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Meet Adriel Hampton: A Social Media Candidate for Congress

June 2, 2009

Ask anyone what they think the previous occupation of a Congressman was, and they’ll probably say “lawyer.” Or career politician. They might picture someone in a stuffy suit, making lots of promises they don’t keep. And it’s true that many members of Congress have backgrounds in law or business, and often have great personal wealth or super-connected families at their disposal to give them a leg up in the campaign.

But Adriel Hampton is refreshing because he’s not any of those things. Adriel is currently running for Congress in the 10th district of California — and he’s one of our very own social media guys, among other things. He’s a pioneer and thought leader in the realm of government 2.0 and open government. He even made headlines for how he announced his Congressional campaign: via Twitter.

Last week I had the chance to interview Adriel about his bid for Congress — check out what he had to say about politics, government, social media, and transparency. This is a guy who truly believes in changing American politics and OPENING government to the people. He’s running for Congress to bring real change to Congress – I’d say that’s something to get excited about.

NC: Tell us about yourself. Why are you running for Congress?
AH: I’m running for Congress because I deeply feel that our system is broken. People say it takes a half million dollars and name ID to even think of running – and that’s the problem. I’m running to show that what it takes to serve as a representative of your community in Congress is vision, a record of community building and some really hard work.

As far as social media, I’m a longtime journalist in addition to my current job as a municipal investigator. I began blogging in 2003, used blogs for environmental and development campaigns after I left newspapering in 2005, and I got really involved with the “2.0” tools in 2008 around the Barack Obama campaign (though in 2005 I did speak at the Webzine conference on blogging and journalism). I use social media as a two-way channel and I’m really excited to see mass communication moving away from broadcast and becoming more person-to-person. I’m very active with GovLoop, a network for gov employees, and was introduced to lots of collaborative tools for activism by Jon Pincus last fall during the anti-bank bailout fight. As you know, I’m very active on Twitter, which is a natural medium for me based on my communication style and career as a journalist. I founded Gov 2.0 Radio on BlogTalkRadio along with several friends from GovLoop, and, lastly, I help with official social media outreach for my employer, the San Francisco City Attorney’s Office.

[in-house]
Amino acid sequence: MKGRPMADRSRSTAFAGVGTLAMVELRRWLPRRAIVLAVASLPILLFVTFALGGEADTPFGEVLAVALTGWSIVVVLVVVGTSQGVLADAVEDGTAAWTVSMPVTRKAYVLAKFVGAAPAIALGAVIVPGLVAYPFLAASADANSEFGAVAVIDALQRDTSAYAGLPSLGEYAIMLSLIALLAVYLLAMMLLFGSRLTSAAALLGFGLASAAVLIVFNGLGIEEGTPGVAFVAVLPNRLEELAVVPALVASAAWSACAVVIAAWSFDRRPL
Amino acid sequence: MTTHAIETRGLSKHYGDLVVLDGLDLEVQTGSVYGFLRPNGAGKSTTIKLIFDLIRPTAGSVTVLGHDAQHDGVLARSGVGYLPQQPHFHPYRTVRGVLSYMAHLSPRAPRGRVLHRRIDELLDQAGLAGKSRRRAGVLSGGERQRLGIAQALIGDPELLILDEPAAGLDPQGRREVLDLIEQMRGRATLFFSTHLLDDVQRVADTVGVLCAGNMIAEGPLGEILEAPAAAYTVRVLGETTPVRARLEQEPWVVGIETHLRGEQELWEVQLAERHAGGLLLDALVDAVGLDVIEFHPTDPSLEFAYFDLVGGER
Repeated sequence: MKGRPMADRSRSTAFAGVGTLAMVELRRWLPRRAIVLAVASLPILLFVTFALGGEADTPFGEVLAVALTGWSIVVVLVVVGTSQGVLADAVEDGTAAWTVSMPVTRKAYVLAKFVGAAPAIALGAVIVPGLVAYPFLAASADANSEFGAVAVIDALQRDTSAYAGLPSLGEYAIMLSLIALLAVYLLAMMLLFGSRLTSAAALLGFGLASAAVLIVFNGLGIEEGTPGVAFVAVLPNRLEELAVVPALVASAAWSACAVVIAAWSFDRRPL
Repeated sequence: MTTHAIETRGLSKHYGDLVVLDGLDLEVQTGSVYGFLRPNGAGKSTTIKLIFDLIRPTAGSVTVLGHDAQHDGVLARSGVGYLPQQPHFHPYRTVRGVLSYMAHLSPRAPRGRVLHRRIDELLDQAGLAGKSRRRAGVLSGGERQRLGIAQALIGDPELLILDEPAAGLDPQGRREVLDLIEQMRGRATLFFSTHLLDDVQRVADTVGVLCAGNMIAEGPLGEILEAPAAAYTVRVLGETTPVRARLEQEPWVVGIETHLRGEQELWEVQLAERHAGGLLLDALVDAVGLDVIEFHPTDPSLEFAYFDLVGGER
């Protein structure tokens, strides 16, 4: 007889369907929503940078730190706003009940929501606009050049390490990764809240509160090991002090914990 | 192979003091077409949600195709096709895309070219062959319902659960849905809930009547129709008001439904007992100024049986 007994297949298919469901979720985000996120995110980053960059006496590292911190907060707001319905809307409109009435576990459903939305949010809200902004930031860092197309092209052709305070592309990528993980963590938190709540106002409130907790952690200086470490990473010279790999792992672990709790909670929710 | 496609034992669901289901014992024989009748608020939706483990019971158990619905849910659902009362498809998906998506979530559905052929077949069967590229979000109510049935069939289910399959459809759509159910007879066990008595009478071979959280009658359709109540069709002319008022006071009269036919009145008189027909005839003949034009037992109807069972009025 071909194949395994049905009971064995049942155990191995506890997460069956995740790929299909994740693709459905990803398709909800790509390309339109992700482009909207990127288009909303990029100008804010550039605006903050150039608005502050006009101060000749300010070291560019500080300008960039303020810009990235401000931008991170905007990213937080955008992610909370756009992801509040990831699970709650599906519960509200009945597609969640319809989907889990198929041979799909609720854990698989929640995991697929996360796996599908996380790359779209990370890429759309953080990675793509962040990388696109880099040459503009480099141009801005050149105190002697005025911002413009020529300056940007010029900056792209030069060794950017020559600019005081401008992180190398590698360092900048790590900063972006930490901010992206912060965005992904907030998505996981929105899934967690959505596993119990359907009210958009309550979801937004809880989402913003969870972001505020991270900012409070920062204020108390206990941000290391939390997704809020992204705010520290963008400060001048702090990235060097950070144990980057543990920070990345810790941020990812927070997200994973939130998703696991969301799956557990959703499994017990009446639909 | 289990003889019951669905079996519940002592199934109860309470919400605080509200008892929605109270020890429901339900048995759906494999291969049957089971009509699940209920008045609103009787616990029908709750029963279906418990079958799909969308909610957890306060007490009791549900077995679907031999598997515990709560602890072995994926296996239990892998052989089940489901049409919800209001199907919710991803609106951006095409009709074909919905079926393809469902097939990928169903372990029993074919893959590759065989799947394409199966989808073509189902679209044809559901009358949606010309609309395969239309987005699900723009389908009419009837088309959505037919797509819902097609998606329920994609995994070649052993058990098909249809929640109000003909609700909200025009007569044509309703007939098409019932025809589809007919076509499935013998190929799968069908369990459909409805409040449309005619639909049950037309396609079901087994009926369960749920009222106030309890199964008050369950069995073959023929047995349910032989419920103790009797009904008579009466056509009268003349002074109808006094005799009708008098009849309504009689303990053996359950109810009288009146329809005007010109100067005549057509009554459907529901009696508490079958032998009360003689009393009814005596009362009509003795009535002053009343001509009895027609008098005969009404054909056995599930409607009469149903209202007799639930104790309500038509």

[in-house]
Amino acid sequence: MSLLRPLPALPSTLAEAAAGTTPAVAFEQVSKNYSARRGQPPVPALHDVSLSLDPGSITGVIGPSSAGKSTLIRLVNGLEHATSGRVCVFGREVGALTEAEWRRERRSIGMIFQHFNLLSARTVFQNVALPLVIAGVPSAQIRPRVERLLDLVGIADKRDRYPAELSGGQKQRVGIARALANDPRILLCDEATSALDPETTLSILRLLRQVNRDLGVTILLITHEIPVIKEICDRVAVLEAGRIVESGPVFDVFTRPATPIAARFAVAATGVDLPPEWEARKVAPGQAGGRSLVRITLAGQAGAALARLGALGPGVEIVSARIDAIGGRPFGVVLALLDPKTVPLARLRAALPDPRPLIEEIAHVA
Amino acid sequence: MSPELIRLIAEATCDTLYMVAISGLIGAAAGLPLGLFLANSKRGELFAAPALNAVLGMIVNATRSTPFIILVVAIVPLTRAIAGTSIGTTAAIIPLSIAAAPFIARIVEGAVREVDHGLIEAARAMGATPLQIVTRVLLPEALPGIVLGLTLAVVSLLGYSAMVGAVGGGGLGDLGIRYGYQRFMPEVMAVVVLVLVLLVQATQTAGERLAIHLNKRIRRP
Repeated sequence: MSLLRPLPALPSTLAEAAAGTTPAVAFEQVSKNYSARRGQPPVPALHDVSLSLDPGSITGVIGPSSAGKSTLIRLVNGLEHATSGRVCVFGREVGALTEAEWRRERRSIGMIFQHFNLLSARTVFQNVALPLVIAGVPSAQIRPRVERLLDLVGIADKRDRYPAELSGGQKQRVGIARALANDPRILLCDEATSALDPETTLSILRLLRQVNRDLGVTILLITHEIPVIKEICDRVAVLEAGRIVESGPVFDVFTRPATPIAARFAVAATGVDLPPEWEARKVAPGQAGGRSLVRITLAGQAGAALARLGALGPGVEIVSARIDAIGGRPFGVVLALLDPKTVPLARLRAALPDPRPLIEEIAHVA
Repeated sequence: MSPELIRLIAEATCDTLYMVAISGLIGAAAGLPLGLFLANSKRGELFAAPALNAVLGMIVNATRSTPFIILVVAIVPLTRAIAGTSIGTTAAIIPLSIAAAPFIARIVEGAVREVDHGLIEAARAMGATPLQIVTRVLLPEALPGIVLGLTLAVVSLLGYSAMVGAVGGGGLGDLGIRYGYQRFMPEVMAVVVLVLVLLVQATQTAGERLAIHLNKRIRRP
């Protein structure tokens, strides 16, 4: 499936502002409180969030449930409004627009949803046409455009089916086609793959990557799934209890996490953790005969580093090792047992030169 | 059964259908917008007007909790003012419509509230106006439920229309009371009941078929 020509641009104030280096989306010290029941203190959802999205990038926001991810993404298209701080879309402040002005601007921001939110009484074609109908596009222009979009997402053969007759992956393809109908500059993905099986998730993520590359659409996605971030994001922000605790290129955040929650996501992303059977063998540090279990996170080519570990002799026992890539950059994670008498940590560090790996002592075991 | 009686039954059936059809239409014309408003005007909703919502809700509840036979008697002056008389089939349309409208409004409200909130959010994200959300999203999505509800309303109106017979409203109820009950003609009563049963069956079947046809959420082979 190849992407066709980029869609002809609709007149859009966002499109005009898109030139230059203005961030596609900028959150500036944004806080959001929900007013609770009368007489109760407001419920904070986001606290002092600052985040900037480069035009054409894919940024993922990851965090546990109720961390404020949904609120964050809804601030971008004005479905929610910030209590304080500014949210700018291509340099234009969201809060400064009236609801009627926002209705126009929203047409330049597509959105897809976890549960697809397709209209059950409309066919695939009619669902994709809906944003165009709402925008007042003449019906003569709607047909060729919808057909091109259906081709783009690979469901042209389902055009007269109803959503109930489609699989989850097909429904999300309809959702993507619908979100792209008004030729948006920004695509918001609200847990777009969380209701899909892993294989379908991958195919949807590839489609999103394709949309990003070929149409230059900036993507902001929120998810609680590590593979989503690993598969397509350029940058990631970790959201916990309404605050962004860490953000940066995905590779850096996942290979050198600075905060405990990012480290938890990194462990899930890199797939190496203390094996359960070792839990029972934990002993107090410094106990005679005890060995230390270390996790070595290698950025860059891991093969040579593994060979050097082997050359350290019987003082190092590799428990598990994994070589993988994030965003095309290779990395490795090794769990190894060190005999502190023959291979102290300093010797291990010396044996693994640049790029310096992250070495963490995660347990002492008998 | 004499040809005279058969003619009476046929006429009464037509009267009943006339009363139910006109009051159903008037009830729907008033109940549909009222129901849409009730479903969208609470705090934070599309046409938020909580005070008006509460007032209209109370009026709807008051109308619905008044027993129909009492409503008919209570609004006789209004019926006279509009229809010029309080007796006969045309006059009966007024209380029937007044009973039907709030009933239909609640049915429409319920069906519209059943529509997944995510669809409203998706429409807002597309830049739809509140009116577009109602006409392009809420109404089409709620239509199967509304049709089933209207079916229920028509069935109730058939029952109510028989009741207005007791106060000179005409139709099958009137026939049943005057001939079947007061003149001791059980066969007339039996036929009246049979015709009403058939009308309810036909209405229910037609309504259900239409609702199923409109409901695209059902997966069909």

NC: You’re being called by some the first-ever social media candidate for Congress. What does this mean to you? What role does social media play in your campaign and in your platform?
AH: I know that I’m not the first politician to use social media, by far. However, I think that meme is out there because I’m one of the first people to embrace social media before running for office. Until this local congressional seat opened up with the planned resignation of the incumbent, I was in school and pursuing a career as a city manager. I believe social media is key to the effective democratic governance of this country because of its relative transparency and the ability to talk to many people and build rapport and exchange ideas faster and more broadly than ever before. I also support net neutrality, which I believe is important to preserving the growth of social media. I’ve also been able to recruit a large number of volunteers from social media channels based on relationships we’ve built through public conversations.